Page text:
"American Jukebox Fables," Ellis Paul. Our wonderful local NPR station brought him to play free in the riverside park this summer, and we bought the CD.
I keep hitting 3 on the little stereo remote over and over so I can obsessively listen to this catchy chorus:
"If you want to run/I'll pack my suitcase/
And if you want to stay,/I'll make a front door key/
and if you need space/To fly free,/
take all the sky you need"
I liked it better before I checked the liner notes and understood that a woman was speaking, because although it is very nice to give your partner of any sex some space, I'm more impressed when a man does it for a woman. Others have written this song before, notably Todd Rundgren, perhaps the underrated musical genius of the 20th century; but good themes bear repetition.
On the same album I'm liking the very catchy and upbeat (unusual for me to obsessively repeat an upbeat song)* "Alice's Champagne Palace," despite this incredibly cheesy rhyme:
"Alice will pour you a cold one,/You go ahead and ask her,/if you're running away to Alaska."
It actually makes you start to feel that it would be fun to run away to Alaska and work in a cannery...unless, of course, you had three children a marriage and a whole life on the East Coast. Yeah. Also, and this seems so unfair, even when I was footloose and fancy free, for a woman (and especially a woman from a family like mine) something like running away to Alaska never seems to be on the list of options. Anyway, to redeem itself the song also has this great line:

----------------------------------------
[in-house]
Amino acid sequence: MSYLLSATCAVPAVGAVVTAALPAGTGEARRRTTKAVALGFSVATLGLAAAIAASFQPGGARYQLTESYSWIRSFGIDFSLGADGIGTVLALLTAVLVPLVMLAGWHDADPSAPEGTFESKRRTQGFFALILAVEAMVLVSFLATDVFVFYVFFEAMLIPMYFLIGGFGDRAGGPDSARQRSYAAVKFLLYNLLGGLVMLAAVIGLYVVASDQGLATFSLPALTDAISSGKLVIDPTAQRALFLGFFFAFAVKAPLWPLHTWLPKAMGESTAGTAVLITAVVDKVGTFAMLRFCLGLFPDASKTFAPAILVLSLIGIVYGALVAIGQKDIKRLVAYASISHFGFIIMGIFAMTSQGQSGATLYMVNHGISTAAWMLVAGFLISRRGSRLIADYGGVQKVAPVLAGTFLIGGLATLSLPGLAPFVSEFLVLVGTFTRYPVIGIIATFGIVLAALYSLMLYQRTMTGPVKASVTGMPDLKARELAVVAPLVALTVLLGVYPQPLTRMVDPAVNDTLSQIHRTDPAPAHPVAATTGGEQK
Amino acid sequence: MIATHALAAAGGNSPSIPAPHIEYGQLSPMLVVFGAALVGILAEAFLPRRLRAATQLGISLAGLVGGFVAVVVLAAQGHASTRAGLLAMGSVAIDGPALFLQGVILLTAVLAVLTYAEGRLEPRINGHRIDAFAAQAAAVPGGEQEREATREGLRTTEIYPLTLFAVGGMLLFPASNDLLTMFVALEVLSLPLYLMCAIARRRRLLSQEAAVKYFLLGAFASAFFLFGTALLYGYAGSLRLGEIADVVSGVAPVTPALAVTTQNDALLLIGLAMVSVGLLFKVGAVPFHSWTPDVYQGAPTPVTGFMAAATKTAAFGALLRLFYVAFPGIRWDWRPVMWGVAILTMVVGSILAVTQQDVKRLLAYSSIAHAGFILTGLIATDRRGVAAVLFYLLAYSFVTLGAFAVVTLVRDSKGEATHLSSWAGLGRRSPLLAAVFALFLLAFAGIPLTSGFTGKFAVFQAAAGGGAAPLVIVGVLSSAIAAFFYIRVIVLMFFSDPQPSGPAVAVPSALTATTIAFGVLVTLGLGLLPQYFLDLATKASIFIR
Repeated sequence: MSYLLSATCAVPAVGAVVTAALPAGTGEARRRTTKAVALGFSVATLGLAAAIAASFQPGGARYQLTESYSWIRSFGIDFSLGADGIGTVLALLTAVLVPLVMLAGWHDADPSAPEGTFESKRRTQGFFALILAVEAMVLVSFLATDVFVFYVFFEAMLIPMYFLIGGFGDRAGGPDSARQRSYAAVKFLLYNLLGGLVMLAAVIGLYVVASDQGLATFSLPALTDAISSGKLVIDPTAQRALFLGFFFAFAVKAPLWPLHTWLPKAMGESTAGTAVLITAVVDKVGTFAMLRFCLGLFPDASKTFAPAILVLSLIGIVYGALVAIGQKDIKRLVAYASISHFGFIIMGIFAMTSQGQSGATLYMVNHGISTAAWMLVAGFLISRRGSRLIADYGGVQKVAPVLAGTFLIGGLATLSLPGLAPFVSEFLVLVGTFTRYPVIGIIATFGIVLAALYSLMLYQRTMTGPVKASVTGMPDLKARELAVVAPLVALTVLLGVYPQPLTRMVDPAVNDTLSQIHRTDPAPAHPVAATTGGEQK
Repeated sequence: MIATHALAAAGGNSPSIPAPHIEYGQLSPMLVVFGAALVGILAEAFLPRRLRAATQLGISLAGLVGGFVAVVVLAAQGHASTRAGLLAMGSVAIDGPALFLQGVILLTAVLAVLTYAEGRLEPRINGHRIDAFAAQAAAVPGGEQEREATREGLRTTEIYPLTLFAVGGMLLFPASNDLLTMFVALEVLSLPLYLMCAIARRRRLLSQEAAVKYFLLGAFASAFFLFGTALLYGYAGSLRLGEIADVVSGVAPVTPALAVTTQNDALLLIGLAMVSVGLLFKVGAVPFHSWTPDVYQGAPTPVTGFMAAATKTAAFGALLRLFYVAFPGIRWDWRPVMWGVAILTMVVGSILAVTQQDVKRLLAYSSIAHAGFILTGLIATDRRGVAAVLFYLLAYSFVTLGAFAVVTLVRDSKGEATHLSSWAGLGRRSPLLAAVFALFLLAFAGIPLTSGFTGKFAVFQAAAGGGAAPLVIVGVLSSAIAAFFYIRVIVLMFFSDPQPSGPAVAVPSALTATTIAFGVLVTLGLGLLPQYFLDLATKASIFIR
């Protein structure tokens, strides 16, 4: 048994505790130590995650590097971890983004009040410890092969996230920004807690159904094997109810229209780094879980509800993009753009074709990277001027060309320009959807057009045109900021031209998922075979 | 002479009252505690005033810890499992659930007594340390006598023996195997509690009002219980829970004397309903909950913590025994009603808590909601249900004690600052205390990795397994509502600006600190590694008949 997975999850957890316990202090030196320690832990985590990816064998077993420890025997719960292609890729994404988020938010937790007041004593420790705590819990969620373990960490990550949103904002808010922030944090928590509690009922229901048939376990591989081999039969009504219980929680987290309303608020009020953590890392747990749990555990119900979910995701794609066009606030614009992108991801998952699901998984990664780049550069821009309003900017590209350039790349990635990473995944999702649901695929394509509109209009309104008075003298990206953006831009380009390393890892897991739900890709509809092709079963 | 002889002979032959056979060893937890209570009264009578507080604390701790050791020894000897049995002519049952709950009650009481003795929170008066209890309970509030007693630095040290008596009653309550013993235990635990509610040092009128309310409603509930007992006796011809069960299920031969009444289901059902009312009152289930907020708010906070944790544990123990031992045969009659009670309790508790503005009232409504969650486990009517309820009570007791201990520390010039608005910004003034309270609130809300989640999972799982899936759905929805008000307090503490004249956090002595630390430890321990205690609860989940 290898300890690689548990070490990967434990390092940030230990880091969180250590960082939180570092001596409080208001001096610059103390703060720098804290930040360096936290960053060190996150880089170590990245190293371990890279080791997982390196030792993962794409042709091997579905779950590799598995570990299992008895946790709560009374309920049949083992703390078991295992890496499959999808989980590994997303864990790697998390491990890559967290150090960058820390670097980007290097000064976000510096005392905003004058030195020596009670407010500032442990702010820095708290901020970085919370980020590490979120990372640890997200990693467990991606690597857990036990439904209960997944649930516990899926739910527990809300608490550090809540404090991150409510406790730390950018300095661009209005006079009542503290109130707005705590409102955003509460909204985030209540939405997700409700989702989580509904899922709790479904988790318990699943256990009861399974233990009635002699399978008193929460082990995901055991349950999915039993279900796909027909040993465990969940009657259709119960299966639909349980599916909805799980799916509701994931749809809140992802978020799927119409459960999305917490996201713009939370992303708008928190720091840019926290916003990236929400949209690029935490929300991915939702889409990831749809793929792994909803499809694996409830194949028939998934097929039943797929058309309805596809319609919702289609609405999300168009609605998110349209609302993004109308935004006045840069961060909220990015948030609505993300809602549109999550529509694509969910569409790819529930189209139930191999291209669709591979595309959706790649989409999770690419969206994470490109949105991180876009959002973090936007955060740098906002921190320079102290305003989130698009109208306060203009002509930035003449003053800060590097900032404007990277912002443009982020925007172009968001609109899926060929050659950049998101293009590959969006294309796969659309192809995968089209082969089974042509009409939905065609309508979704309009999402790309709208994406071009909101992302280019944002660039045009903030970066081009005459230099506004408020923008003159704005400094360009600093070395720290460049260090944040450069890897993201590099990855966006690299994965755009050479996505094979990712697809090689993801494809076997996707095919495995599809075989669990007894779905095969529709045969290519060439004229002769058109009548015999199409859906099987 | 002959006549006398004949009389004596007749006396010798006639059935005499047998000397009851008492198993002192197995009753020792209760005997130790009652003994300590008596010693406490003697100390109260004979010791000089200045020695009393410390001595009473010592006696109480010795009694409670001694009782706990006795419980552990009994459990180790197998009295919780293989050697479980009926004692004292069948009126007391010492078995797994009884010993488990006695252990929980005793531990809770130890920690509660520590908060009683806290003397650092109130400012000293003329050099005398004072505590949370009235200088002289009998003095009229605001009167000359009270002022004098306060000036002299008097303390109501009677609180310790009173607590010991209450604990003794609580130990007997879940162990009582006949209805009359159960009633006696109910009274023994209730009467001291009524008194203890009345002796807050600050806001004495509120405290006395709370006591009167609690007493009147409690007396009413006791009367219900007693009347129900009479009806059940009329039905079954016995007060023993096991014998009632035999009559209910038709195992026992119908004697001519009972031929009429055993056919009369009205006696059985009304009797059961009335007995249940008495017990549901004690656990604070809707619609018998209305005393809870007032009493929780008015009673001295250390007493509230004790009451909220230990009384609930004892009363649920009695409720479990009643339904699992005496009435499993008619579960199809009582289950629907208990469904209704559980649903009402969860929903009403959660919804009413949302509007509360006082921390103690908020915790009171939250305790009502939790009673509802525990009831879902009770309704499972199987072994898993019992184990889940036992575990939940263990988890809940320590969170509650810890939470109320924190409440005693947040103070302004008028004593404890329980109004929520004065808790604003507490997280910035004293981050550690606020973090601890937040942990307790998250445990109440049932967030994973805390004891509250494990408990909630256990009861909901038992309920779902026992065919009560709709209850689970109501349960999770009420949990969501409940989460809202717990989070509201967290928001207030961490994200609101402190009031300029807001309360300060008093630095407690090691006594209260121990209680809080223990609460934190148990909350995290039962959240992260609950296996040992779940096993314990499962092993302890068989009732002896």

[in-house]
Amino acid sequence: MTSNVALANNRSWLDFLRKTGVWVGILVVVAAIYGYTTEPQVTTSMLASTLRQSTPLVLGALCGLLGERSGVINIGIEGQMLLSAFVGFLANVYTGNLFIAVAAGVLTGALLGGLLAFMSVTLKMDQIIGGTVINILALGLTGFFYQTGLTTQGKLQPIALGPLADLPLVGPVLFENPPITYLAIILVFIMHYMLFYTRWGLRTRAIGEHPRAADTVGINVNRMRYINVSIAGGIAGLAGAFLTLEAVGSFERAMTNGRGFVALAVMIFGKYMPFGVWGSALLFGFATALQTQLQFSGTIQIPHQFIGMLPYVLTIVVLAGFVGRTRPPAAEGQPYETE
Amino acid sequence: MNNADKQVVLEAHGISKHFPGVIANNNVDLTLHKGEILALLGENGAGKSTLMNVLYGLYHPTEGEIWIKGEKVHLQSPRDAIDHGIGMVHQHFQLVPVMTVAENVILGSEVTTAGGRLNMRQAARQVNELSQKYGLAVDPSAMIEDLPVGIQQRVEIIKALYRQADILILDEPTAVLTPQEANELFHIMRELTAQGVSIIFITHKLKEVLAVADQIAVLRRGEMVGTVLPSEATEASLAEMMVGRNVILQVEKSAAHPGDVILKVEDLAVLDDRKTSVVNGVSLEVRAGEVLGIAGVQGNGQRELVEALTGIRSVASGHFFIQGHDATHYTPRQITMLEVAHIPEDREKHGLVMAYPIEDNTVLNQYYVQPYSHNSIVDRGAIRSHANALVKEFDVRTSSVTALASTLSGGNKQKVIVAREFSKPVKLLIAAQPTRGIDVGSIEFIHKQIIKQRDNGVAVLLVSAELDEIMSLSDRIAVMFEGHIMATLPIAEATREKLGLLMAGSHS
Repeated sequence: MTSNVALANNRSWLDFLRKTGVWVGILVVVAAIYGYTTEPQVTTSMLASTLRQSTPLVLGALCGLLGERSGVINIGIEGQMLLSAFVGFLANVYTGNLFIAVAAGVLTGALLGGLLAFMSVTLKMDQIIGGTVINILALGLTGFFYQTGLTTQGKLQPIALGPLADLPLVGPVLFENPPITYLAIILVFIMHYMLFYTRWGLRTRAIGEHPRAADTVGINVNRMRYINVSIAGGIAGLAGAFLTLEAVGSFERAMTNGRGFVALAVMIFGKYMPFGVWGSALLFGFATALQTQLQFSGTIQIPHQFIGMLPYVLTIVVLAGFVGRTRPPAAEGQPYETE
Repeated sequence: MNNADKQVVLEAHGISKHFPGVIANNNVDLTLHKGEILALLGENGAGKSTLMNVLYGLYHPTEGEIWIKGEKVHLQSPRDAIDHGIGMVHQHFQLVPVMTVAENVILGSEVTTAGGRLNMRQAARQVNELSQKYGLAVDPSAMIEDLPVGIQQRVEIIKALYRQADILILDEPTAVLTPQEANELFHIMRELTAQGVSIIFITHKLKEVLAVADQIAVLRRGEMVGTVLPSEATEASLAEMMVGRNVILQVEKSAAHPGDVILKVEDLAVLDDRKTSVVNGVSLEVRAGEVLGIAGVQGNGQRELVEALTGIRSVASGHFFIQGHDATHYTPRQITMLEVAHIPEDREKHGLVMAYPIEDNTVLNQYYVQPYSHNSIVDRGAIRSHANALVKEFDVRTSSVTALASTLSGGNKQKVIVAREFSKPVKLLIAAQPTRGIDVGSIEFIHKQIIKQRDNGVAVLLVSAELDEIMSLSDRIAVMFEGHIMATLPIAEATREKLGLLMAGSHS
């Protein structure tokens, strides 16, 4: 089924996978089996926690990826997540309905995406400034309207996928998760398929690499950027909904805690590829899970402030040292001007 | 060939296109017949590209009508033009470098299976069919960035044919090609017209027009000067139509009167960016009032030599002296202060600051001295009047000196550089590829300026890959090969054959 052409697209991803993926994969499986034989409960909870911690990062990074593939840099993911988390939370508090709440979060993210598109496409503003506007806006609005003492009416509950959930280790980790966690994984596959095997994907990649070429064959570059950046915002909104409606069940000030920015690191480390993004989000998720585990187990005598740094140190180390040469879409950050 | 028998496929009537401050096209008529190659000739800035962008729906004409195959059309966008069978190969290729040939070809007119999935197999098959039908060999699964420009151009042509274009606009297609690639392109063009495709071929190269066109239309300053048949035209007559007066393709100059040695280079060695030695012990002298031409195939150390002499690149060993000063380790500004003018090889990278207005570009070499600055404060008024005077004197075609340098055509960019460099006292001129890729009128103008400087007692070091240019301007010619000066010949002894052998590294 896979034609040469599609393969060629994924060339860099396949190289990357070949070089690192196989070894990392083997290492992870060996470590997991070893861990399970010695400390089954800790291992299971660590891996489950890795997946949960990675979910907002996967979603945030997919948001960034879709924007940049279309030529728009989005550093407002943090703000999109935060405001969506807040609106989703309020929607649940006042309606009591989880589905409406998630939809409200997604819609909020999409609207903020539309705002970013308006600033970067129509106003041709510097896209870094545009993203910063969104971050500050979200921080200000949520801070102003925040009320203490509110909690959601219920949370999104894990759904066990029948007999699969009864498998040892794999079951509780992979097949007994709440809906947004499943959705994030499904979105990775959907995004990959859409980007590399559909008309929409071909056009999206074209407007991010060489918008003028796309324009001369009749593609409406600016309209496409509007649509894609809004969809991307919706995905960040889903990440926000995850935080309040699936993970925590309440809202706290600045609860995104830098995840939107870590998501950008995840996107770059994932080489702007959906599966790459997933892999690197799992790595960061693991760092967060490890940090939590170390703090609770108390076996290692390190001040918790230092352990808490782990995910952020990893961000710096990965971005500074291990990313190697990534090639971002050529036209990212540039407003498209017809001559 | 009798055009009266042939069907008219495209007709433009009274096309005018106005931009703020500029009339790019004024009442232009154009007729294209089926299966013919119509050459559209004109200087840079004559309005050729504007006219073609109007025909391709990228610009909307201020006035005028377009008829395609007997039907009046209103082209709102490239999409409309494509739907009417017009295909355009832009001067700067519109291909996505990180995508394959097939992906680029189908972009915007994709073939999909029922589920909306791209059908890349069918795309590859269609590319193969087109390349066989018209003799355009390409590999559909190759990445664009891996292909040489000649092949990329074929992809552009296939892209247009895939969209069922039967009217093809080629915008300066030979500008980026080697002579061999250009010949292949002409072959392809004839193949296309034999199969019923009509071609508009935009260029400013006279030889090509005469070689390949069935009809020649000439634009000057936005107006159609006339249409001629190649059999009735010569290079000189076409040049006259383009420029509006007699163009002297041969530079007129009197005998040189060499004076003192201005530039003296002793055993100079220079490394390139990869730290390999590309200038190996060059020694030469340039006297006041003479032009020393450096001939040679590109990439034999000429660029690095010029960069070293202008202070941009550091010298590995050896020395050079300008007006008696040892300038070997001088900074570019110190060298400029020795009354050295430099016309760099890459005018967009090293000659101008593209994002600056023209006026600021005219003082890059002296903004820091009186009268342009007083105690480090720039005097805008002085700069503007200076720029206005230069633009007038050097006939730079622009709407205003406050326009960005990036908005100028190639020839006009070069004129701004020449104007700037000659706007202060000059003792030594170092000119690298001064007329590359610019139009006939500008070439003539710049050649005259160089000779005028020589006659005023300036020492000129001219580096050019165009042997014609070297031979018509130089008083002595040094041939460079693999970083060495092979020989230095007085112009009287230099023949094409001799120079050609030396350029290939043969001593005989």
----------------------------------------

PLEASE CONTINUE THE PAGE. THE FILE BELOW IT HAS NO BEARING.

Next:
"I guess sometimes you gotta go/to the end of the earth/just to turn yourself around."
And sometimes you just have to get the youngest kid off to school. :)
*Edited to say: actually not so unusual, thinking about it. About two years ago I was obsessively repeating "I Don't Know What It Is" and "14th Street" from Rufus Wainwright's "Want One." They are still awesome. Too bad "Want Two" pretty much stank. I really prefer my music's sexual content to be sufficiently veiled that I can play it in front of my children. Is that wrong?
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